The camel population of Saudi Arabia is ∼607000 out of a world population of 17 million. All are dromedaries (Camelus dromedarius) of four major ecotypes (Elamin & Wilcox, 1992), giving daily milk yields of 3·5–35·0 kg/animal (Knoess, 1977). Camel milk is low in lactose compared with cows' milk (Elamin & Wilcox, 1992). However, levels of potassium, magnesium, iron, copper, manganese, sodium and zinc are higher than in cows' milk (Sawaya et al. 1984; Abu-Lehia, 1987). Farah (1993) found low levels of potassium and phosphorus in Egyptian dromedaries. There is little difference between the milk of dromedaries and that of bactrian camels (Kheraskov, 1961).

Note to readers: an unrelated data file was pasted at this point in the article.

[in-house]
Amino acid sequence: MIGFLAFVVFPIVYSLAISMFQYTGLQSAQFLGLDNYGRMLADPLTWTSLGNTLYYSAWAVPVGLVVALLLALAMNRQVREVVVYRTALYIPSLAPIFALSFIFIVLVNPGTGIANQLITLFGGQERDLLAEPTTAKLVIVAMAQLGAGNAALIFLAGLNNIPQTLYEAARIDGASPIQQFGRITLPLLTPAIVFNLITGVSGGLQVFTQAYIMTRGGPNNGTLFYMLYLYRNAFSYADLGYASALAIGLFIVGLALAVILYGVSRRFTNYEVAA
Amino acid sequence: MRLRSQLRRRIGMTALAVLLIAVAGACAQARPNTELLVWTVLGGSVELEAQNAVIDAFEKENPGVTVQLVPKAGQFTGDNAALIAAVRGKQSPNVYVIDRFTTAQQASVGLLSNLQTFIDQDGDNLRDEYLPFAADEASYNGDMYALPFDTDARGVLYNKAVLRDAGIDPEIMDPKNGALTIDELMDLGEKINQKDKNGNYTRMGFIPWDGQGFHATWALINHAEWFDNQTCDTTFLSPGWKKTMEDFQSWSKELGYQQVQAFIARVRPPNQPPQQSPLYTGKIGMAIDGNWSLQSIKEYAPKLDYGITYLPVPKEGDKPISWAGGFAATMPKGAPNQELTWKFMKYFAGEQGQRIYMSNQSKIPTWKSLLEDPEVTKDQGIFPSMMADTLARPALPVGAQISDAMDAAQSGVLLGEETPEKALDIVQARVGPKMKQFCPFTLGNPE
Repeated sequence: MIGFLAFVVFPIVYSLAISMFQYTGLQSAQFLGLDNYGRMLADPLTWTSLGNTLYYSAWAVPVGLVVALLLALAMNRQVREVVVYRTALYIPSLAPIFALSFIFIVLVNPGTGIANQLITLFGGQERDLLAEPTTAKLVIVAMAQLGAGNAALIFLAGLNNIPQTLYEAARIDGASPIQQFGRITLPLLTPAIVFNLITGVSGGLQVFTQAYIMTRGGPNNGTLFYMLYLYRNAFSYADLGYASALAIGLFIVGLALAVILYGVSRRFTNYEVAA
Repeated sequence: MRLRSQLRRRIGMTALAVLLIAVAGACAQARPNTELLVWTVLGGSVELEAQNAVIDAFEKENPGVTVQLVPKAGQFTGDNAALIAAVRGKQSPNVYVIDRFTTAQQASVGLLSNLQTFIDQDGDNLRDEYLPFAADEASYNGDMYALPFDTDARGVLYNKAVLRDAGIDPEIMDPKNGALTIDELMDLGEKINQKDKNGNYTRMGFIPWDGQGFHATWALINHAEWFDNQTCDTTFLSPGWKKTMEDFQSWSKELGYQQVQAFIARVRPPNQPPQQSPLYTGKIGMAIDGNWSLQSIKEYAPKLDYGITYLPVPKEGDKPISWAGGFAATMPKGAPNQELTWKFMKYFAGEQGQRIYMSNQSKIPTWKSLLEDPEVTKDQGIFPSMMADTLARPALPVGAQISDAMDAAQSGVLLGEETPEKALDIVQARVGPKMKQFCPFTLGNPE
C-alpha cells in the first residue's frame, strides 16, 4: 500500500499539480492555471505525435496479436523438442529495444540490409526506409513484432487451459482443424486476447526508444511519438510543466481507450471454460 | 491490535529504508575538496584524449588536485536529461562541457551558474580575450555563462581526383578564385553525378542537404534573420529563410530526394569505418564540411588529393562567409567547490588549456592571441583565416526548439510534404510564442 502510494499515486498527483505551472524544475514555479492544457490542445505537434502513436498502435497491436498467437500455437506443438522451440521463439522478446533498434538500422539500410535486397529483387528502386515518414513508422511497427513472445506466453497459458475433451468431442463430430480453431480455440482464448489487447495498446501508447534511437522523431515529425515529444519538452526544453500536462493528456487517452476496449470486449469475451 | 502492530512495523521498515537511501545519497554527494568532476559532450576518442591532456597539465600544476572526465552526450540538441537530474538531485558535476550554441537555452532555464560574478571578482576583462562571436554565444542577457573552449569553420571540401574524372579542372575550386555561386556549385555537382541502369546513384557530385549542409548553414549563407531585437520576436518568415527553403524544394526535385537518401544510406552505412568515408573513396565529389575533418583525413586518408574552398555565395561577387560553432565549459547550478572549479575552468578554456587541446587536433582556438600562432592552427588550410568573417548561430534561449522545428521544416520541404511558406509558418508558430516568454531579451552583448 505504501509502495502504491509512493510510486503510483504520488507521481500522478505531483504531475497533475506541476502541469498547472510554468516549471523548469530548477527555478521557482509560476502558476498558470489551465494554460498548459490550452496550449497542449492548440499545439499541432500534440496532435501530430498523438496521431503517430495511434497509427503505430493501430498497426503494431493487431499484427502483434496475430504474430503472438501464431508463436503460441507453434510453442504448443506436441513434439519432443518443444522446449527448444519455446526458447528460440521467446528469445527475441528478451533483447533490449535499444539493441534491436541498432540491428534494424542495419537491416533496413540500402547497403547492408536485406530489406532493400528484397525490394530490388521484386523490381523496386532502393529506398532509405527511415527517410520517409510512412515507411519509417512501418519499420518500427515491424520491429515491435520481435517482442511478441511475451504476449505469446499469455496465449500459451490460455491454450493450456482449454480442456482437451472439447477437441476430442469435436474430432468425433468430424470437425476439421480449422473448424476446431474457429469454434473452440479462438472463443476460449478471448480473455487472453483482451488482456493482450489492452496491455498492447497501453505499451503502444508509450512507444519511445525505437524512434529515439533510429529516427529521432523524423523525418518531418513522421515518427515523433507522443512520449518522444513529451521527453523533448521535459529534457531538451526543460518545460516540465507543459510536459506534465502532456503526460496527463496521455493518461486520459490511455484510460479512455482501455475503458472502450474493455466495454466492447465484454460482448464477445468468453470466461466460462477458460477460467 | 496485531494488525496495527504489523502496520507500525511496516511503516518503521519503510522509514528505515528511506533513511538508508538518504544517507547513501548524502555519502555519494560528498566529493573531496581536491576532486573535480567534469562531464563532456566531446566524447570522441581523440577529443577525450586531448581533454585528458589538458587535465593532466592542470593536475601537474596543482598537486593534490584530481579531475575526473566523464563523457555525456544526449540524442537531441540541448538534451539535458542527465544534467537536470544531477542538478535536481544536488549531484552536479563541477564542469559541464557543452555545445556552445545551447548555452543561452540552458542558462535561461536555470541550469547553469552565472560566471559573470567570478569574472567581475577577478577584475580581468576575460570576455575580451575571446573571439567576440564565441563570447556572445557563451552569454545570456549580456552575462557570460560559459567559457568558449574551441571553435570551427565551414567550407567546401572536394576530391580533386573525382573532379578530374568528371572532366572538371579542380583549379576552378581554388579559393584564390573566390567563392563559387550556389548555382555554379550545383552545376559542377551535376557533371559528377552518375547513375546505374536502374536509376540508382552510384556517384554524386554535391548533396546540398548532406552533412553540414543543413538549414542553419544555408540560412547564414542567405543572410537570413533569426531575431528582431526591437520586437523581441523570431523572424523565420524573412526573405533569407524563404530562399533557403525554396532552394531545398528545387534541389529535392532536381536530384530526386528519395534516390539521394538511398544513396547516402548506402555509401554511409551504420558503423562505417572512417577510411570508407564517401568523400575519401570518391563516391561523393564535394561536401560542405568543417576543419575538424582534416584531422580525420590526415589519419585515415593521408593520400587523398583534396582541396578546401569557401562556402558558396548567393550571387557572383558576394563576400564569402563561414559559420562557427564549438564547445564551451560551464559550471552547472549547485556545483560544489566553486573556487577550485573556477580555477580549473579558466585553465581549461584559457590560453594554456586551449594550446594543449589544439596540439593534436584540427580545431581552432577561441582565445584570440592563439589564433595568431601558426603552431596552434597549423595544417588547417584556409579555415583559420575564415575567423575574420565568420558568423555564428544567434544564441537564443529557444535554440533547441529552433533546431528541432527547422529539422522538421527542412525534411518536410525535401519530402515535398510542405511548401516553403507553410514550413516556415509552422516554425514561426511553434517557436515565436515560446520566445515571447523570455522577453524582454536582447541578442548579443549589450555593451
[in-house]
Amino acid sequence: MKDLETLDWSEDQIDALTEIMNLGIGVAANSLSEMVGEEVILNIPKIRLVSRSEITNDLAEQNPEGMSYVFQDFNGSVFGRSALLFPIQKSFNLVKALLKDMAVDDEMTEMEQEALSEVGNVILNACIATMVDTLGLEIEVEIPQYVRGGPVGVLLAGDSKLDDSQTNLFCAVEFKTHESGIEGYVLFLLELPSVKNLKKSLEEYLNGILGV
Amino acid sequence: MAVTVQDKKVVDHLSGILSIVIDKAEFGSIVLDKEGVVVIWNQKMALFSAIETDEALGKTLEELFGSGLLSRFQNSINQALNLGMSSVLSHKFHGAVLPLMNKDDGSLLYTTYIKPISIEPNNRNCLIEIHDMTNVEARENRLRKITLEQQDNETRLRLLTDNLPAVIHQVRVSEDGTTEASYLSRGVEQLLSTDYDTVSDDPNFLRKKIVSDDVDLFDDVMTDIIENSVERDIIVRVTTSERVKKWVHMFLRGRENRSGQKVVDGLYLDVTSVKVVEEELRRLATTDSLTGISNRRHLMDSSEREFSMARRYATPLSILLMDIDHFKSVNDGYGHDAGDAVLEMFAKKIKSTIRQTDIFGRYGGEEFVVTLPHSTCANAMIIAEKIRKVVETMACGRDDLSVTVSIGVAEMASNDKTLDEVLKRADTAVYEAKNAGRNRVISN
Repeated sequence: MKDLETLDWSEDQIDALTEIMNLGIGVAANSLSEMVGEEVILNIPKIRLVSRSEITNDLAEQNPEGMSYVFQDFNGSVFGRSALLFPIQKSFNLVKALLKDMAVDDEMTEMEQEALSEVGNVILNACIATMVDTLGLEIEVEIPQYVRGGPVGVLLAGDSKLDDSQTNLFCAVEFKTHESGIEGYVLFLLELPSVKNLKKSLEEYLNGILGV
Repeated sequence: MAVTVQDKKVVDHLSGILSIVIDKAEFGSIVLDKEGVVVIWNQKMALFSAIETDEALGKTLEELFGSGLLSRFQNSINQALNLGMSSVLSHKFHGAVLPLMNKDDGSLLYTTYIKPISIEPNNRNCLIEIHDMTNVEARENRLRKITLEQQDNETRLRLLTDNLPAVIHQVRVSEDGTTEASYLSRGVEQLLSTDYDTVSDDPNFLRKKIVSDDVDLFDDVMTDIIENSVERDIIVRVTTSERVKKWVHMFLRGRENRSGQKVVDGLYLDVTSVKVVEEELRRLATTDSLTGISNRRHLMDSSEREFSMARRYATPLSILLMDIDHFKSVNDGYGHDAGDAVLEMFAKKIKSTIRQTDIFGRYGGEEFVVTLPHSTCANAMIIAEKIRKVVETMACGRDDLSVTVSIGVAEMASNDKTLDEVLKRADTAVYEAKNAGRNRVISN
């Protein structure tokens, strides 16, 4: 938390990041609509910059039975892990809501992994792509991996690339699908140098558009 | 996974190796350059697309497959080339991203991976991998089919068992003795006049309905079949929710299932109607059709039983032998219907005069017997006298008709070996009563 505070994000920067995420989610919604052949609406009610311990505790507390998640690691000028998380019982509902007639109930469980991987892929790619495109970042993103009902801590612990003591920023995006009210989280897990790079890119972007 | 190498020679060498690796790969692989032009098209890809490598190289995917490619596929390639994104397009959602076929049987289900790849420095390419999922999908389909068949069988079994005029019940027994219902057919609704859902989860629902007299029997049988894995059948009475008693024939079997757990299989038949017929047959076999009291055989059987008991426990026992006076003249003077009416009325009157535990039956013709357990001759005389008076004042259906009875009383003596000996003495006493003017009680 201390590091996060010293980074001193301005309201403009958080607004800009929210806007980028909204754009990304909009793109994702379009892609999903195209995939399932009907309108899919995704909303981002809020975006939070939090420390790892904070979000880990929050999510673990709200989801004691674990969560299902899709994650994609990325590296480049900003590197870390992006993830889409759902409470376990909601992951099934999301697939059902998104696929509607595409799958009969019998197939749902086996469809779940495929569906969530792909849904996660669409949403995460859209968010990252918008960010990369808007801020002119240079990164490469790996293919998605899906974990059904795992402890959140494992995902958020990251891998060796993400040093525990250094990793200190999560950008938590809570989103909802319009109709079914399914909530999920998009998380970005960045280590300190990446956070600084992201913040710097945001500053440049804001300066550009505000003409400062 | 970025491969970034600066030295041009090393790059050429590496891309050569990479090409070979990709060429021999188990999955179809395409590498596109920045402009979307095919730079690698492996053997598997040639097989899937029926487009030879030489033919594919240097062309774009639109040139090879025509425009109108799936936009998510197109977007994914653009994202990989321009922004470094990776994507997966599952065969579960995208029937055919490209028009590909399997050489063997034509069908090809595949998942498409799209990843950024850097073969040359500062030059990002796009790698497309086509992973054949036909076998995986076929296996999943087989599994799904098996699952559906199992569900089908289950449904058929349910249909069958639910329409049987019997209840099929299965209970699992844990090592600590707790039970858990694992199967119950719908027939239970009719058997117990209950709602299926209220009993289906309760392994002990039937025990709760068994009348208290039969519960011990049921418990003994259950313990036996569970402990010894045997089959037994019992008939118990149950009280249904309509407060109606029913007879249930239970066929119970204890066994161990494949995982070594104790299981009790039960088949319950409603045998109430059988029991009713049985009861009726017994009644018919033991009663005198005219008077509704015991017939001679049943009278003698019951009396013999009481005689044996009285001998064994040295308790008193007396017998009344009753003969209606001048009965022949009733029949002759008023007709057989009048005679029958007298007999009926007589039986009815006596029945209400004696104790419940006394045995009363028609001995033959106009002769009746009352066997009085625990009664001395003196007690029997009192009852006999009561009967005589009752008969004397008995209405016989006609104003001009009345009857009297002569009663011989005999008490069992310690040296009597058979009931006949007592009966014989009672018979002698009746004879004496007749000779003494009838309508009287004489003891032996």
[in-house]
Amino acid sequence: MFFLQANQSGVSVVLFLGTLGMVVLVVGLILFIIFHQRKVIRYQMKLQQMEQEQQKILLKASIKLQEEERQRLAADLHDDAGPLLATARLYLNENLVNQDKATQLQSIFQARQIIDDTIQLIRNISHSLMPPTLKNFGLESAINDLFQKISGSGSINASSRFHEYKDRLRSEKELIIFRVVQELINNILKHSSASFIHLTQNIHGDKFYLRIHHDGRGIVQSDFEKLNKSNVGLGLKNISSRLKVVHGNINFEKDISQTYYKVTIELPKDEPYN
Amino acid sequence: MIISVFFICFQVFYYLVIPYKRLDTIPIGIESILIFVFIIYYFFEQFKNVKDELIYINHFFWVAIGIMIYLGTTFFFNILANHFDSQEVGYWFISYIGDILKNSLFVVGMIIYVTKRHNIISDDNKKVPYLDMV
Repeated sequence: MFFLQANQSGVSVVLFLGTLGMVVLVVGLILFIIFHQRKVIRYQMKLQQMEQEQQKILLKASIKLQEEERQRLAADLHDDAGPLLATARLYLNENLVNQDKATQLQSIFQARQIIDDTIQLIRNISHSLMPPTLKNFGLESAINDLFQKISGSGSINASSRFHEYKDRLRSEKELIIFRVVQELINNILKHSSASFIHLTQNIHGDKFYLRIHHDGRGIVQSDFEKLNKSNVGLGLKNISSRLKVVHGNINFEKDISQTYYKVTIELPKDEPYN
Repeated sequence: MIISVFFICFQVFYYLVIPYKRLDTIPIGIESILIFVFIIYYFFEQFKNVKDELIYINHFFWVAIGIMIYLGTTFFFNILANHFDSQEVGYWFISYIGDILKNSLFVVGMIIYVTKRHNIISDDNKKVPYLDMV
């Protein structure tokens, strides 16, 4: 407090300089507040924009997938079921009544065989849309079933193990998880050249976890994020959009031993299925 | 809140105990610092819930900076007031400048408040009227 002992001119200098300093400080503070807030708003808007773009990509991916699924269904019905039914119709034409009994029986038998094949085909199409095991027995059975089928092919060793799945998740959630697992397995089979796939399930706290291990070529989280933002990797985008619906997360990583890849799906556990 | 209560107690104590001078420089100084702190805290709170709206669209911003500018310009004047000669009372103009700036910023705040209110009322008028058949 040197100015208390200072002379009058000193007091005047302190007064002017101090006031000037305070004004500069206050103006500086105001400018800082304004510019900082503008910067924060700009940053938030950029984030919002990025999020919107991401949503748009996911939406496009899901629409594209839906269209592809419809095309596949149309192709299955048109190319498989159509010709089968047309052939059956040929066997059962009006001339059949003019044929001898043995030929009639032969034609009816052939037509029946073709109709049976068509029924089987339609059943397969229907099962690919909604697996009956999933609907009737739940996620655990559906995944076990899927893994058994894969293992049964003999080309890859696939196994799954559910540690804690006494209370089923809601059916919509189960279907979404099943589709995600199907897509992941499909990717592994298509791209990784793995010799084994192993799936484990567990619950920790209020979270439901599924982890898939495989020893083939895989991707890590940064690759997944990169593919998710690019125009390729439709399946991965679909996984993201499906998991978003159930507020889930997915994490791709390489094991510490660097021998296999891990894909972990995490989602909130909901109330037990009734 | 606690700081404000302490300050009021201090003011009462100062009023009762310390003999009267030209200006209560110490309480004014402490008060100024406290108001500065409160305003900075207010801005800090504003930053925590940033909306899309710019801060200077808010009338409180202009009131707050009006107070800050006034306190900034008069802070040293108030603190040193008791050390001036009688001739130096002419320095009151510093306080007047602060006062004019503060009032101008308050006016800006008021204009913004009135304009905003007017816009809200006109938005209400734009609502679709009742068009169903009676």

In the Gulf region and some southern Mediterranean countries, substantial amounts of camel milk are consumed by the local people. The investigation reported here was undertaken to shed more light on the nutritional contribution made by camel milk.
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